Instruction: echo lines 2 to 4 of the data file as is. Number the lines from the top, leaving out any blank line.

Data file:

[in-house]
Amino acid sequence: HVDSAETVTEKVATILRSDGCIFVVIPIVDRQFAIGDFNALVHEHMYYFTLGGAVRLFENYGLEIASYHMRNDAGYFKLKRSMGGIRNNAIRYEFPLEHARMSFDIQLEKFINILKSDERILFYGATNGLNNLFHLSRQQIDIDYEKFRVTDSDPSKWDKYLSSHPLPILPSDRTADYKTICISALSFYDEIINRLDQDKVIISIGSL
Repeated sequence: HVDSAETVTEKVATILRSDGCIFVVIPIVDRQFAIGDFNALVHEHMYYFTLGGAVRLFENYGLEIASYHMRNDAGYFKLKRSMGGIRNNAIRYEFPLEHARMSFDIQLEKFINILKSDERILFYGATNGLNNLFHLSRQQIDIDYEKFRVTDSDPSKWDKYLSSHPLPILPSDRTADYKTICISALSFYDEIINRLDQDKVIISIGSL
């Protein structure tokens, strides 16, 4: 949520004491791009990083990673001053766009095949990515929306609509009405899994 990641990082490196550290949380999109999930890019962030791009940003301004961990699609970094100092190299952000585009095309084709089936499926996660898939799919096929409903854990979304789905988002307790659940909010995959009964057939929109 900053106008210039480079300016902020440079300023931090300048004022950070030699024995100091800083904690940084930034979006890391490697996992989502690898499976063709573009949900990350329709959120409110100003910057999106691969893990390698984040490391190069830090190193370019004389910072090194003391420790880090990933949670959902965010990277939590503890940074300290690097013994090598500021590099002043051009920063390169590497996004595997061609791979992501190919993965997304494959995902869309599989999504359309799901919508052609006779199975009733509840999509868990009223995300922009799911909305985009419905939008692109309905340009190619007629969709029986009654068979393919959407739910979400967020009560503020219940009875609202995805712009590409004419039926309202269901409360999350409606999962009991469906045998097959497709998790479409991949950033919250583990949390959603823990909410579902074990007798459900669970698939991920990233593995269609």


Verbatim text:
Amino acid sequence: HVDSAETVTEKVATILRSDGCIFVVIPIVDRQFAIGDFNALVHEHMYYFTLGGAVRLFENYGLEIASYHMRNDAGYFKLKRSMGGIRNNAIRYEFPLEHARMSFDIQLEKFINILKSDERILFYGATNGLNNLFHLSRQQIDIDYEKFRVTDSDPSKWDKYLSSHPLPILPSDRTADYKTICISALSFYDEIINRLDQDKVIISIGSL
Repeated sequence: HVDSAETVTEKVATILRSDGCIFVVIPIVDRQFAIGDFNALVHEHMYYFTLGGAVRLFENYGLEIASYHMRNDAGYFKLKRSMGGIRNNAIRYEFPLEHARMSFDIQLEKFINILKSDERILFYGATNGLNNLFHLSRQQIDIDYEKFRVTDSDPSKWDKYLSSHPLPILPSDRTADYKTICISALSFYDEIINRLDQDKVIISIGSL
């Protein structure tokens, strides 16, 4: 949520004491791009990083990673001053766009095949990515929306609509009405899994 990641990082490196550290949380999109999930890019962030791009940003301004961990699609970094100092190299952000585009095309084709089936499926996660898939799919096929409903854990979304789905988002307790659940909010995959009964057939929109 900053106008210039480079300016902020440079300023931090300048004022950070030699024995100091800083904690940084930034979006890391490697996992989502690898499976063709573009949900990350329709959120409110100003910057999106691969893990390698984040490391190069830090190193370019004389910072090194003391420790880090990933949670959902965010990277939590503890940074300290690097013994090598500021590099002043051009920063390169590497996004595997061609791979992501190919993965997304494959995902869309599989999504359309799901919508052609006779199975009733509840999509868990009223995300922009799911909305985009419905939008692109309905340009190619007629969709029986009654068979393919959407739910979400967020009560503020219940009875609202995805712009590409004419039926309202269901409360999350409606999962009991469906045998097959497709998790479409991949950033919250583990949390959603823990909410579902074990007798459900669970698939991920990233593995269609």